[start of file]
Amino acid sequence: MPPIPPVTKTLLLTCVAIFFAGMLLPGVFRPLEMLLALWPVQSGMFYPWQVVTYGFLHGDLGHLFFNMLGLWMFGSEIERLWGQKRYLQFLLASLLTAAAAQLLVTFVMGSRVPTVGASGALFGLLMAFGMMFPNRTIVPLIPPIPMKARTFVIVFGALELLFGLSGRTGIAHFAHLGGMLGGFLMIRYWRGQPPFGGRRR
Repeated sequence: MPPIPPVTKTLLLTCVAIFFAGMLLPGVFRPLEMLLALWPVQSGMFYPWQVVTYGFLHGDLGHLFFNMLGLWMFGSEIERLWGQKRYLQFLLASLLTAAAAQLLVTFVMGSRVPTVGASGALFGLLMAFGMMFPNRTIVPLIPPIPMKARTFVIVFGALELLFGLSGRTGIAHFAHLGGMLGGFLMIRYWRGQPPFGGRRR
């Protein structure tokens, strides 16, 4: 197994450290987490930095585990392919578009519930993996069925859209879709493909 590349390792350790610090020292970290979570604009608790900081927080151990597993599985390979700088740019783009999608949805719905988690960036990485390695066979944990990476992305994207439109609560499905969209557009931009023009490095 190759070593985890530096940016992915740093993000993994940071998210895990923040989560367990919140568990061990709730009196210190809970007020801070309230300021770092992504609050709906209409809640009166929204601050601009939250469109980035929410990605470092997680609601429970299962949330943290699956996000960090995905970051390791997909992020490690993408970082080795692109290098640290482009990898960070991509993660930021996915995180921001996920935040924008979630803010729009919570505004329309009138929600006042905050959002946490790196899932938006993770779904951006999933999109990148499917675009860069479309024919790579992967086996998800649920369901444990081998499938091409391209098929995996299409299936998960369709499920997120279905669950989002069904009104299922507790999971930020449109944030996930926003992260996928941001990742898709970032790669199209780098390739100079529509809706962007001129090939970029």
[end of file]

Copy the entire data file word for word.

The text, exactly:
Amino acid sequence: MPPIPPVTKTLLLTCVAIFFAGMLLPGVFRPLEMLLALWPVQSGMFYPWQVVTYGFLHGDLGHLFFNMLGLWMFGSEIERLWGQKRYLQFLLASLLTAAAAQLLVTFVMGSRVPTVGASGALFGLLMAFGMMFPNRTIVPLIPPIPMKARTFVIVFGALELLFGLSGRTGIAHFAHLGGMLGGFLMIRYWRGQPPFGGRRR
Repeated sequence: MPPIPPVTKTLLLTCVAIFFAGMLLPGVFRPLEMLLALWPVQSGMFYPWQVVTYGFLHGDLGHLFFNMLGLWMFGSEIERLWGQKRYLQFLLASLLTAAAAQLLVTFVMGSRVPTVGASGALFGLLMAFGMMFPNRTIVPLIPPIPMKARTFVIVFGALELLFGLSGRTGIAHFAHLGGMLGGFLMIRYWRGQPPFGGRRR
């Protein structure tokens, strides 16, 4: 197994450290987490930095585990392919578009519930993996069925859209879709493909 590349390792350790610090020292970290979570604009608790900081927080151990597993599985390979700088740019783009999608949805719905988690960036990485390695066979944990990476992305994207439109609560499905969209557009931009023009490095 190759070593985890530096940016992915740093993000993994940071998210895990923040989560367990919140568990061990709730009196210190809970007020801070309230300021770092992504609050709906209409809640009166929204601050601009939250469109980035929410990605470092997680609601429970299962949330943290699956996000960090995905970051390791997909992020490690993408970082080795692109290098640290482009990898960070991509993660930021996915995180921001996920935040924008979630803010729009919570505004329309009138929600006042905050959002946490790196899932938006993770779904951006999933999109990148499917675009860069479309024919790579992967086996998800649920369901444990081998499938091409391209098929995996299409299936998960369709499920997120279905669950989002069904009104299922507790999971930020449109944030996930926003992260996928941001990742898709970032790669199209780098390739100079529509809706962007001129090939970029």